18. Iris E. Peralta, David M. Spooner: History, Origin and Early Cultivation of Tomato (Solanaceae) . In: Maharaj K. Razdan and Autar K. Mattoo (eds.): Genetic Improvement of Solanaceous Crops . Enfield, Jersey & Plymouth 2007, ISBN 978-1-57808-179-0 , pp. 17 .
  19. Stefanie Jacomet: The history of the tomato. (PDF) University of Basel, 2011, p. 9 , accessed on January 13, 2020 .
  20. An excerpt from the history of the Mohren Pharmacy # 1543. In: Mohren Pharmacy. (Torgau).
  21. Edith Schowalter: Light into the thicket. More plant stories from home. In: BR , May 3, 2015, picture 97 [!]
  22. Barbara Wittor: pharmacy, botany, agriculture in the 16th century. In: DAZ , 2008, No. 47, p. 96, November 20, 2008.
  23. a b Iris E. Peralta, Sandra Knapp, David M. Spooner: Nomenclature for wild and cultivated tomatoes. In: Report of the Tomato Genetics Cooperative. Volume 56, September 2006, pp. 6-12.
  24. ^ The Colonial Williamsburg Foundation: Solanaceae . (online) . Retrieved January 26, 2007.
  25. Karl Schumann, Ernst Gilg: Das Pflanzenreich, Hausschatz des Wissens . Verlag von J. Neumann, Neudamm, around 1900, p. 772. ( Online Scan )
  26. a b tomato as an entry in the transGEN database. In: Forum Bio- und Gentechnologie eV, accessed on January 19, 2019 .
  27. Genetically modified tomatoes: 45 days crisp and fresh. In: . February 2, 2010, accessed January 19, 2019 .
  28. First open source vegetable in Germany A tomato, free for everyone. In: . April 26, 2017. Retrieved January 19, 2019 .
  29. ^ Tomato Disorders - A Guide to the Identification of Common Problems , ( Memento March 3, 2009 on the Internet Archive ), Aggie Horticulture, Texas A&M University .
  30. a b c d e Crops> Tomatoes. In: Official FAO production statistics for 2018., accessed on March 10, 2020 .
  31. Why a lot of tomatoes don't taste like anything. In: ORF . October 6, 2012.
  32. EP Heuvelink: Tomatoes - Fruit cracking and russeting . CABI, 2005, ISBN 0-85199-396-6 , pp. 193-195.
  33. Michael Böddeker: Sea water with added value. In: . April 26, 2008.
  34. Cristina Sgherri, Zuzana Kadlecov, Alberto Pardossi, Flavia Navari-Izzo, Riccardo Izzo: Irrigation with Diluted Seawater Improves the Nutritional Value of Cherry Tomatoes. In: Journal of Agricultural and Food Chemistry. 56, 2008, pp. 3391-3397, doi: 10.1021 / jf0733012 .
  35. Michael Miersch : Organic warriors against crop pests. In: The world . June 5, 2009.
  36. ^ Dave Goulson : A sting in the tale. Random House, London 2013, ISBN 978-0-224-09689-8 , item 2607.
  37. ^ Dave Goulson: A sting in the tale. Random House, London 2013, ISBN 978-0-224-09689-8 , item 2602.
  38. ^ Dave Goulson: A sting in the tale. Random House, London 2013, ISBN 978-0-224-09689-8 , item 2596.
  39. a b Dave Goulson: A sting in the Tale. Random House, London 2013, position 2613.
  40. a b Dave Goulson: A sting in the Tale. Random House, London 2013, position 2619.
  41. a b Dave Goulson: A sting in the Tale. Random House, London 2013, position 2642.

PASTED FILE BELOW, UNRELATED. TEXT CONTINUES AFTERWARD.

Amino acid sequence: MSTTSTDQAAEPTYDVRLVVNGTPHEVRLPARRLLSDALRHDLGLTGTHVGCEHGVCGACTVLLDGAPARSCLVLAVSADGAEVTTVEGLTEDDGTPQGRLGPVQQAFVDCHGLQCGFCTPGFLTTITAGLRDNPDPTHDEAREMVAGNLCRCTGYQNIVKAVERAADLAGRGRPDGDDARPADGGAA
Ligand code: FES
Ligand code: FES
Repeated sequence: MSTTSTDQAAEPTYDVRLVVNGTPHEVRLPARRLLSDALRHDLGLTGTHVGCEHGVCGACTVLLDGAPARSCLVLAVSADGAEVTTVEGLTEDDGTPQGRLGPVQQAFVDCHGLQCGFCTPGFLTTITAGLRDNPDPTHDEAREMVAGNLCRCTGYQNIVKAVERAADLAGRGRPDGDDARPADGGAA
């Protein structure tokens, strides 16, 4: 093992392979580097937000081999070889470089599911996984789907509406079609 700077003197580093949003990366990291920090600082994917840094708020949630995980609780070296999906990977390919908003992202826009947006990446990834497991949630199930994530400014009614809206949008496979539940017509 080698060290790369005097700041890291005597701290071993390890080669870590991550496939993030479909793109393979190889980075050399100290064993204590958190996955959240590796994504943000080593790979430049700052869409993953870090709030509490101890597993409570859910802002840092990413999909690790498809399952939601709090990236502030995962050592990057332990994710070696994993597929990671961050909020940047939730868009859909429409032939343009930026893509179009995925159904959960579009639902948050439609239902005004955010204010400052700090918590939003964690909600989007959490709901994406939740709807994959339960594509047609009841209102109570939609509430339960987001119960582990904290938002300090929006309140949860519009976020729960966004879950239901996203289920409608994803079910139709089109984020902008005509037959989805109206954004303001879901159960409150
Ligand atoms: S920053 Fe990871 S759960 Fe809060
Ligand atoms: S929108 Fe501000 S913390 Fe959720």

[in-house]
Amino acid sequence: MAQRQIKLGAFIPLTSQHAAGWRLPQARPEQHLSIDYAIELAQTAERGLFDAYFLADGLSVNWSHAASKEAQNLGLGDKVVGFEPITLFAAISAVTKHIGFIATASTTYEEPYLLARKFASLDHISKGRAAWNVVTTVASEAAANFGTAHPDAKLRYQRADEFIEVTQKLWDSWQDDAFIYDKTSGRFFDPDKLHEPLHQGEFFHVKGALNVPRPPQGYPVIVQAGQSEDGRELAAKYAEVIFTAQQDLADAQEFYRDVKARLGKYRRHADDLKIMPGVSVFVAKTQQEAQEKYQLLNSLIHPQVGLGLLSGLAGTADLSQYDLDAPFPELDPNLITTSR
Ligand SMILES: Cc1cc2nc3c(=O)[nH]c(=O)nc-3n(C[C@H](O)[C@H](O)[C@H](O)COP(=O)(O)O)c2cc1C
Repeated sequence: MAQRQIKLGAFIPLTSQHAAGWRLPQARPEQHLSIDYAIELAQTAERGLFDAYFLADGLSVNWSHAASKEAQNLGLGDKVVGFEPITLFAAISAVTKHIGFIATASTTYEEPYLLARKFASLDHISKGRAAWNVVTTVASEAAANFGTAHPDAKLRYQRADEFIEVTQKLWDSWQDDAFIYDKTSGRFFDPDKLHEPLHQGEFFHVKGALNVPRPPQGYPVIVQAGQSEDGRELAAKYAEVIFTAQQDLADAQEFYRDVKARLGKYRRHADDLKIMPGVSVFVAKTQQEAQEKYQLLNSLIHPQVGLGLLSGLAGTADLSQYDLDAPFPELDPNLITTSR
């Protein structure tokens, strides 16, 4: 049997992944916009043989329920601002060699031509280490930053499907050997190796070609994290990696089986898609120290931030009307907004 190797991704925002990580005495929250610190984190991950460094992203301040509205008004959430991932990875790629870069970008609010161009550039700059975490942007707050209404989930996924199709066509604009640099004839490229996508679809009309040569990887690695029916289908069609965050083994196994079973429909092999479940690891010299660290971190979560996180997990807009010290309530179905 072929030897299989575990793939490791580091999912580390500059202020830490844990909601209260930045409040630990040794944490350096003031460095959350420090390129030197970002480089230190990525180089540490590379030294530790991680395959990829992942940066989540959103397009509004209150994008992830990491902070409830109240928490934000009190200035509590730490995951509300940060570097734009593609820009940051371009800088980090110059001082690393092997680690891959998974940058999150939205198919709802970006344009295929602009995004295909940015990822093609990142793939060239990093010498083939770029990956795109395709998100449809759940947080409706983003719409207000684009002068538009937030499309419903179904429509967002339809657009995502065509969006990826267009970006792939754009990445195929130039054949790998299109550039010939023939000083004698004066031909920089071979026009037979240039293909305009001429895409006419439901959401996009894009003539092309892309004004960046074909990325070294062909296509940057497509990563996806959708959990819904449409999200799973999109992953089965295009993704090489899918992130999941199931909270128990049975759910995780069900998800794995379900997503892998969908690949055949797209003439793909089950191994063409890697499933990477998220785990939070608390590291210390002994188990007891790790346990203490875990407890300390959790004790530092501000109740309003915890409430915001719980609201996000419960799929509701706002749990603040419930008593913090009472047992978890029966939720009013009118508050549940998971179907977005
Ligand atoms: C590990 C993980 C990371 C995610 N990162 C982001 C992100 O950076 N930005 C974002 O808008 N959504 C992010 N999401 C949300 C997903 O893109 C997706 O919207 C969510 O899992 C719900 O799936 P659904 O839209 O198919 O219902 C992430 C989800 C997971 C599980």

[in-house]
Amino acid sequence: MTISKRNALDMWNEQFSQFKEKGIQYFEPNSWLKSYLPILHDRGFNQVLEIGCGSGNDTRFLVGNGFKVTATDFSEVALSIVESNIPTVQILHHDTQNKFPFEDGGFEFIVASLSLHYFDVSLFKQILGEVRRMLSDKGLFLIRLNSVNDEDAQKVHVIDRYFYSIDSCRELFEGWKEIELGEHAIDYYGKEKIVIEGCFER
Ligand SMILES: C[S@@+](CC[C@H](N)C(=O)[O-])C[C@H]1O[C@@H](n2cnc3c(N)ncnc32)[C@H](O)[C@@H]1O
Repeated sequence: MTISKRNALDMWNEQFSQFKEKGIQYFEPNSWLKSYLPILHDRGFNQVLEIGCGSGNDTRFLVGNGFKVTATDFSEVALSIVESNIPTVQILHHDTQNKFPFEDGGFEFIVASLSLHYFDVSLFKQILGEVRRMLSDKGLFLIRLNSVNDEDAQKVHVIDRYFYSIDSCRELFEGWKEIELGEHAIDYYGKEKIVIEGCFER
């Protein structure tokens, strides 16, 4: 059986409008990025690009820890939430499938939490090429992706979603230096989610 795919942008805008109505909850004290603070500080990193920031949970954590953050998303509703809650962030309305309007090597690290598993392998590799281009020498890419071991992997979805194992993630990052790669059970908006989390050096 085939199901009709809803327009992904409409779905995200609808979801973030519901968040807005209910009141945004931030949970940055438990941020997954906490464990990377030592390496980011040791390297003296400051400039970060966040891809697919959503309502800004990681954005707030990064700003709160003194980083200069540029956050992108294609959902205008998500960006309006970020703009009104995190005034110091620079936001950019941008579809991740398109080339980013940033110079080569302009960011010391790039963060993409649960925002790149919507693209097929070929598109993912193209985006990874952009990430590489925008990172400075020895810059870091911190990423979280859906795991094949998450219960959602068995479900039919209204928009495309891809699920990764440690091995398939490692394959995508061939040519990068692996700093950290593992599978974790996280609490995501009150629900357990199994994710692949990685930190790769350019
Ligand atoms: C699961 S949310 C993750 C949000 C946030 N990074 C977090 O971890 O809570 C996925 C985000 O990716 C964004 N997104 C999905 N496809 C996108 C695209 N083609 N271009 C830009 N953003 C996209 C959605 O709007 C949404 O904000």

42. ^ Regula Schmid-Hempel et al: The invasion of southern South America by imported bumblebees and associated parasites . In: Journal of Animal Ecology . tape 83 , no. 4 , 2014, p. 823-837 , doi : 10.1111 / 1365-2656.12185 , PMID 24256429 .
  43. Jacques Lanore: Tables de composition des aliments. Institut scientifique d'hygiène alimentaire, éditions, 1985, ISBN 2-86268-055-9 .
  44. Carl Heinz Brieskorn, Heinrich Reinartz: To the composition of the tomato peel. In: Journal of Food Study and Research . 133, 1967, pp. 137-141, doi: 10.1007 / BF01460615 .
  45. E. Giovannuci, EB Rimm, Y. Liu, MJ Stampfer, WC Willett: A Prospective Study of Tomato Products, Lycopene and Prostate Cancer Risk. In: J. National Cancer Institute. 94, 2002, pp. 391-398.
  46. Werner Baltes: Food chemistry. 5th edition. Springer-Verlag, Berlin 2000, ISBN 3-540-66525-0 , p. 232.
  47. Kochmann, Hans-Jürgen: Gas chromatographic-mass spectrometric analysis of volatile compounds of tomatoes , University thesis TU Berlin (West) 1969, Faculty of general engineering, dissertation from December 18, 1969 [1]
  48. Bo Zhang, Denise M. Tieman, Chen Jiao, Yimin Xu, Kunsong Chen, Zhangjun Fe, James J. Giovannoni, Harry J. Klee: Chilling-induced tomato flavor loss is associated with altered volatile synthesis and transient changes in DNA methylation. In: Proceedings of the National Academy of Sciences . 113, 2016, pp. 12580–12585, doi: 10.1073 / pnas.1613910113 .
  49. Vegetable of the year 2001: The tomato. In: Association for the preservation of crop diversity e. V. accessed on July 3, 2017.
  50. ^ Tomato , in: Römpp Lexikon Lebensmittelchemie , 2nd edition, Thieme Verlag, Stuttgart 2006, ISBN 978-3-13-143462-3 , pp. 1178f .; limited preview in Google Book search.
  51. Sigrun Hannemann: Tomato lust by Ute and Martin Studer. In: , March 19, 2019.
  52. Prize winners 2019: 2nd place “Best garden or plant portrait”. In: , accessed on May 8, 2019.
  53. A syllable dolphin for the tomatoes! ( Memento of March 2, 2016 in the Internet Archive ). In: , October 2, 2014, original page .
  54. Jürgen Ritter: Attack of the killer tomatoes. Vegetables are not healthy after all. In: SpOn September 2, 2008.